(After its premiere at the 2020 SXSW Film Festival, Kris Rey’s I Used To Go Here was picked up for distribution by Gravitas. The film lands on online platforms Friday, August 7. Like what you see here on Hammer to Nail? Why not pay just $1.00 per month via Patreon to help keep us going?)
Kris Rey (formerly Swanberg) follows up 2015’s Unexpected with similarly-themed story about a woman who is coming to terms with the fact that her best-laid plans have gone awry. Kate Conklin (the always sublime Gillian Jacobs) is a writer experiencing the fallout of an ill-received debut novel. Following the cancellation of her book tour and a broken engagement, she attempts to plug the bursting dam of her heart by accepting an invitation to visit to her alma mater in Carbondale, IL. The host is her former mentor/crush David (Jemaine Clement) who invites her to do a reading for his class and spend a couple of days meeting with his students. Kate seizes the opportunity to immerse herself in the last place where she felt full of creative possibility. She relishes the chance to feel like a successful writer for a bit before facing the music. Unfortunately for Kate, the old adage, “you can’t go home again” isn’t just for childhood.
I love Rey’s approach to titles (Rey has an earlier film called It Was Great But I Was Ready to Come Home). In I Used to Go Here, Kate never utters the titular line, but the sentiment is present whenever she interacts with people in Carbondale. Rey’s story is peppered with many characters who feel fleshed out despite their minimal screen time. One such character is Kate’s pregnant friend Laura (Zoe Chao) who talks Kate through her various crises on the trip while sitting around at home in Chicago about to pop. The film is produced by the Lonely Island which means that Jorma Taccone predictably pops up to act unexpectedly creepy.
Kate ends up at a Bed and Breakfast across the street from the house she once dubbed “The Writers’ Retreat” back when she lived there with her besties. The B & B host alienates Kate immediately with her stodgy demeanor and strict rules. When Kate finds herself locked out for the night, she goes against her better judgement and accepts an invitation to a party at her old pad. This leads to a boundary-crossing friendship with the English majors contained therein, who have kept the house moniker as well as the glow-in-the-dark stars Kate put on the ceiling of her old bedroom. Over the next few days, Kate spends a lot of time with her new crew: the charismatic Animal (Forrest Goodluck), the compassionate Emma (Khloe Janel), the goofy Tall Brandon (Brandon Daley), and the soulful Hugo (Josh Wiggins). She particularly bonds with Hugo, who is in the midst of his own heartbreak. Hugo’s girlfriend, April (Hannah Marks), is behaving emotionally distant and spending an awful lot of time with her professor, who happens to be Kate’s former mentor. Kate knows a thing or two about David’s intentions where young protégées are concerned.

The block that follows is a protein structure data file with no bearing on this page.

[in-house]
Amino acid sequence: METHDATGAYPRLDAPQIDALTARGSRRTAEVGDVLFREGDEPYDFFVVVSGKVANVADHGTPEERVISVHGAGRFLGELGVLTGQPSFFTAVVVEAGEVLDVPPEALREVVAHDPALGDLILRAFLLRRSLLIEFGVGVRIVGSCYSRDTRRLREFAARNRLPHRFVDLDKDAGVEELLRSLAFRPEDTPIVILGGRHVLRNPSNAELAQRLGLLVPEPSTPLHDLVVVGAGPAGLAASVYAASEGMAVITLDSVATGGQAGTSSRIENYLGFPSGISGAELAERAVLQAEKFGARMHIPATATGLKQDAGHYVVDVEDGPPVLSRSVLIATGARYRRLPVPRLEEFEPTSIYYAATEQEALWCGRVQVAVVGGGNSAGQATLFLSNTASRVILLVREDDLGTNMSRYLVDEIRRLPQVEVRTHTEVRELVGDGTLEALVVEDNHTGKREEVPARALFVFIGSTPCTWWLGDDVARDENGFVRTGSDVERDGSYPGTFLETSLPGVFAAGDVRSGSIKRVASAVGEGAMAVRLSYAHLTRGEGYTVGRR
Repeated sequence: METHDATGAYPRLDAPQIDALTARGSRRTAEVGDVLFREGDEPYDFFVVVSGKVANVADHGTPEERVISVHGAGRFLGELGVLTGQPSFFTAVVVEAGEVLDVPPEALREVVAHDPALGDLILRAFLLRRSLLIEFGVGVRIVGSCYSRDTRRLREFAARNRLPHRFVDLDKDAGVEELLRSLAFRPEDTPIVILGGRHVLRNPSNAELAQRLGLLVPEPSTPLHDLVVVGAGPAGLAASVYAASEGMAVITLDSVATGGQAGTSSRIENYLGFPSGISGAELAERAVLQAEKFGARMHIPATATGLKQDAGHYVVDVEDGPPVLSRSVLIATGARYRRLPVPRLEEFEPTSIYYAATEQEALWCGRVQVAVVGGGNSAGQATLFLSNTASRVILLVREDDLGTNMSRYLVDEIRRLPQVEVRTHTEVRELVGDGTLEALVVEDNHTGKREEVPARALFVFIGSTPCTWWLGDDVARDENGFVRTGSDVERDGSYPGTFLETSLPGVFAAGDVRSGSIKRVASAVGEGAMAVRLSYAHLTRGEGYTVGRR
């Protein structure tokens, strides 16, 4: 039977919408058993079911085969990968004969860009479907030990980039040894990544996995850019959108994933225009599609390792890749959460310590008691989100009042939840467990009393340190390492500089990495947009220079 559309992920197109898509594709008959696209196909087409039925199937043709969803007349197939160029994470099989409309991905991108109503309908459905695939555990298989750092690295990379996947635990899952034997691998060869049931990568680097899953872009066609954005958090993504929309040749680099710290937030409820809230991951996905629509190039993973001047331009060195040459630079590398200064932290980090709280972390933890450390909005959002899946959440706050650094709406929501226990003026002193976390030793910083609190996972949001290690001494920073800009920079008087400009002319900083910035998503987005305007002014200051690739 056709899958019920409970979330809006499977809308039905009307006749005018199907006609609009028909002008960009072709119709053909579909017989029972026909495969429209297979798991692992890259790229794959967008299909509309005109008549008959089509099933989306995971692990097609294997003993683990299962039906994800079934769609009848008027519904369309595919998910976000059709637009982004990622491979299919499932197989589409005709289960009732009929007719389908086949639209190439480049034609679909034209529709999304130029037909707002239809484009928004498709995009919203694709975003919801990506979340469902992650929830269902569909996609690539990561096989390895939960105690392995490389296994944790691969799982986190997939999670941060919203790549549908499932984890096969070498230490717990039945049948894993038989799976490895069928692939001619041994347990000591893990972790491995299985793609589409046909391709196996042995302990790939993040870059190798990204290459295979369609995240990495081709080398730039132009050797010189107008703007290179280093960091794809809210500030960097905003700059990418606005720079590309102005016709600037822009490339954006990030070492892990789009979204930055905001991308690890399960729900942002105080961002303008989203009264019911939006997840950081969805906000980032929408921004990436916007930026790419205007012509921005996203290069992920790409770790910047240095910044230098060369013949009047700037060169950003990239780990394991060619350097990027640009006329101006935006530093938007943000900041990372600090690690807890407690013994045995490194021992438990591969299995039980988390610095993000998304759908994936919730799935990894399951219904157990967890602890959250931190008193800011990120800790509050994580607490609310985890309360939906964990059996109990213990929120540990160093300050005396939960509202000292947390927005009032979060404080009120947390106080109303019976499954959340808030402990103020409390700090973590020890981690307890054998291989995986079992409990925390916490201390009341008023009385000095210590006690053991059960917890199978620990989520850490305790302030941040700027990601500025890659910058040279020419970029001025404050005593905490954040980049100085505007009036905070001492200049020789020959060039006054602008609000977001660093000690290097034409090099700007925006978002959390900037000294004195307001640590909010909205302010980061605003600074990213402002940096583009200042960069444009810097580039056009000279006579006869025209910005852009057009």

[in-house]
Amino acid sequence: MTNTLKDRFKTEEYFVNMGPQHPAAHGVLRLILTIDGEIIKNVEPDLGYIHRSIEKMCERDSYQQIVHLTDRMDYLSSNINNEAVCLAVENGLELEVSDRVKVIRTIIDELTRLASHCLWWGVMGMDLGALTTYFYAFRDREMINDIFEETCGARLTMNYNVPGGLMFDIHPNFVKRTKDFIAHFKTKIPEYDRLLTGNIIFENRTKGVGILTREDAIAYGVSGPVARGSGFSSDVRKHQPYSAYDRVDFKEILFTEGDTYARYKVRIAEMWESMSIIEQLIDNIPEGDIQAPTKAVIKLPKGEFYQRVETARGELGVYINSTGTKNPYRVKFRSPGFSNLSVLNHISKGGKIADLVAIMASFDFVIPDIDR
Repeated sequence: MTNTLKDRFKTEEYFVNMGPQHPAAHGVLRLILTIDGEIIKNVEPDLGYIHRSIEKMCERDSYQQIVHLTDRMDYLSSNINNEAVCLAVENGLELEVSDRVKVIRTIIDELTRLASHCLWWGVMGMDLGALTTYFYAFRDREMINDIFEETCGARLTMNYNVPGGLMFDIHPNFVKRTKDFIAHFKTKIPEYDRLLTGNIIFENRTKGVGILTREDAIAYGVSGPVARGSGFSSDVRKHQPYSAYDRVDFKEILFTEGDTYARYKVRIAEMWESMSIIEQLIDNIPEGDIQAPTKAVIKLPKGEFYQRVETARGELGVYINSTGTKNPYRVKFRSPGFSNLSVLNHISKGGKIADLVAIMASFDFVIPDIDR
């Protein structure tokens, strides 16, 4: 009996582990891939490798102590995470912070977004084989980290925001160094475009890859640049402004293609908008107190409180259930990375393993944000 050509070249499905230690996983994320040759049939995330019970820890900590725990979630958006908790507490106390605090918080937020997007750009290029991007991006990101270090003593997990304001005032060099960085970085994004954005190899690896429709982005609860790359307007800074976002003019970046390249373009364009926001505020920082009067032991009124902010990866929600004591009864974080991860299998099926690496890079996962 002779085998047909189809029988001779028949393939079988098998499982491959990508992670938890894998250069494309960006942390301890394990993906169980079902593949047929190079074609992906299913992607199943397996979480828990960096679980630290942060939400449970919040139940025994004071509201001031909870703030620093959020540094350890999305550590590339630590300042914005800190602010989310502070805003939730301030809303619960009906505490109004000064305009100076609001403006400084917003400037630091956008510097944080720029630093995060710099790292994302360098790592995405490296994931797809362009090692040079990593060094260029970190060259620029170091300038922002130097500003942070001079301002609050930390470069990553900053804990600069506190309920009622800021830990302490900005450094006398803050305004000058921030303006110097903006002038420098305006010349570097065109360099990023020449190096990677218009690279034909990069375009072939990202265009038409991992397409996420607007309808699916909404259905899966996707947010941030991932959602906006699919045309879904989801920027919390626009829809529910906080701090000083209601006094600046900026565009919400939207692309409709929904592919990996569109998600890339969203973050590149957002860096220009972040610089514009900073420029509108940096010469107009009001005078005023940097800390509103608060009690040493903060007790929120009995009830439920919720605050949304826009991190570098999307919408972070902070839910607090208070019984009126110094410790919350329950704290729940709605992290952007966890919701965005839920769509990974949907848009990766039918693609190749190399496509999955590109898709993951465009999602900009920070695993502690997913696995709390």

This modern age has brought with it a new type of crisis that emerges before middle age. Now that we’re no longer expected to follow the traditional path of having 2.5 kids, and an upwardly mobile career by 30, some folks (particularly creatives) get a bonus breakdown in their 30s when their friends seem settled into adulthood. They’re no longer in their carefree twenties with the rest of their lives stretching out into eternity. Instead, they have the nagging feeling that they should have figured a few things out by now. Jacobs embodies the surrealistic nature of the conspicuous obsolescence one feels when they return to a familiar place from their youth. Her face exhibits just a hint of pain as she interacts with all the students living their student-ish lives in the spaces she used to call home.
The kids give marvelous and authentic performances all around. Special shout out to Rammel Chan who plays Kate’s affable and loyal student guide for her time at the school. The Writers’ Retreat kids are subdued English majors who can still party and make silly mistakes without behaving like “outrageous teens” from a 90s movie. They are chill and relatable and, for whatever reason, don’t mind having an older lady hanging around.
Kudos to Rey for writing Kate as a relatable artist who can’t quite cut the mustard. Kate’s not some underappreciated genius. She’s a middling writer grappling with the idea that she hasn’t found her own voice yet. It’s possible she never will, despite the fact that Hugo references one of Kate’s more ugly-truth style autobiographical short stories that affected him. There’s no hint of this talent in the passages she shares from her beach read of an anti-romance novel. Jacobs is perfectly cast in the role of Kate. She’s got such a handle on conveying the multitudes of her characters. She’s basically spent her entire career taking the manic dream girl archetype to a place of nuance and I love her for it.
– Jessica Baxter (@tehBaxter)